Maybe he is, and maybe he isn’t. We know no more about him than we do the family in the first image. But his skin tells us what he is and what he’s about. Why is this an issue?

I place the blame for the manner in which we view image one verse image two to rest squarely upon the shoulders of the entertainment industry and the 24 hour news programming. Carefully selected stories and crime dramatizations assist with feeding society a hearty helping of visual and electronic media that tells us image two is bad, and image one is good. Not to mention the dramatic change in the hip hop/rap industry that glorifies trafficking narcotics, prison culture, premeditated murder and sexual objectification of women through date rape/sexual assault; its easy for us to view image two as representing the negative of American society.

But what if neither is good, nor bad?

What if they both have a criminal history?

Or what if neither have ever been incarcerated?

If you where to see either of these images walking down the street with an open carry weapon; what would your reaction be? Your reaction to their presence demonstrates your perception of who they are as people (may you know them personally or not). And it demonstrates how media has assisted you with developing your opinions people who look like them.

You’re Pro Life, but you Love Guns, Support the Death Penalty, and Hate Government Aid For the Poor

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934651_623154197709566_1828265228_nI personally have found the whole pro-life stance interesting. Because the people who protest against abortion will sit for hours upon end picketing and protesting outside of abortion clinics, even going as far as bombing the buildings and shooting doctors who perform the procedures. Yet you won’t see them putting the same time and energy into ensuring hungry children both stateside and abroad are feed; or that children in war torn and impoverished communities/countries receive the care they need.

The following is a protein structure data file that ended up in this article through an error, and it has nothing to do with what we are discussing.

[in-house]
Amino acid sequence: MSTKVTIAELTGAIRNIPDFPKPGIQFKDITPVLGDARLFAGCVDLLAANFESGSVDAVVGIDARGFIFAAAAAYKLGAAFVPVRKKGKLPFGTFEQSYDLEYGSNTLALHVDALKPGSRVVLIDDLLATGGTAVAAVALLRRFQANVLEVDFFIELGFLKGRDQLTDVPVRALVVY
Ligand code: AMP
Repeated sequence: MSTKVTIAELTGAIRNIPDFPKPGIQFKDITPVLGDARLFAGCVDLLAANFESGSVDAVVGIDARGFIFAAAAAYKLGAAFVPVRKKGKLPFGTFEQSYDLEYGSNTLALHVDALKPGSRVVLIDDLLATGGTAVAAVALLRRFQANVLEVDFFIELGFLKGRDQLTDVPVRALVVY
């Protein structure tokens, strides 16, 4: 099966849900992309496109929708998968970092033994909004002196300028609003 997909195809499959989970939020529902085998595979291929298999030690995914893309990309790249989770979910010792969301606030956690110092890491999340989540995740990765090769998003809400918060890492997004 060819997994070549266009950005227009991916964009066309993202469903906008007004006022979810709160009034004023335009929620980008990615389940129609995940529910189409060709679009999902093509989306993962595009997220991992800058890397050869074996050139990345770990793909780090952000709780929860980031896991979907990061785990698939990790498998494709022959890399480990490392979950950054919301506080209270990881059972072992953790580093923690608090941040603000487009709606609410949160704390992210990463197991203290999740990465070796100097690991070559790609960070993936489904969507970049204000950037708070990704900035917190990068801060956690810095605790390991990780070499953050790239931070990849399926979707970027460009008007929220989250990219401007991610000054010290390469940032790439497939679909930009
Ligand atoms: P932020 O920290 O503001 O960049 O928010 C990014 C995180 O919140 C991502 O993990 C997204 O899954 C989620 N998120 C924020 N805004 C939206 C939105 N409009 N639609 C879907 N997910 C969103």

They’re all for adoption, as long as the couple seeking to adopt is a stereotypical, heterosexual, Christian/Puritan model of what society deems “wholesome” and “stable”  Homosexuals, single women/men and immigrants need not apply.

Do NOT abort your child after a rape/sexual assault; because

A. That was in God’s plan

B. Your body should have ‘shut that whole thing down’, so its possibly your fault that a child was conceived during that ‘situation’ you got yourself into.

C. At 15 weeks a human fetus can pleasure his/herself ; so they have a concept of pain.

I kid you not, A Republican Representative used that explanation as his reasoning for standing against Abortion and Planned Parenthood.

In my honest opinion (and this is just me speaking) you can’t say you care for the well-being of an unborn fetus future; yet care nothing for them once they’re here. And this is not to say that all children who’re spared from abortion are birth into these unfortunate circumstances, but the question comes to light

Do pro-life people really care about the lives of these children?

Or do they care more about pushing a political/religious agenda?

You hate abortion, but you’ll kill someone when standing your ground. And you have the right to defend your property; you’ve worked for it and its yours. But when you see these people justify the slaying of unarmed individuals (such as Travyon Martin) based more so upon behavior in one’s past or stereotypes.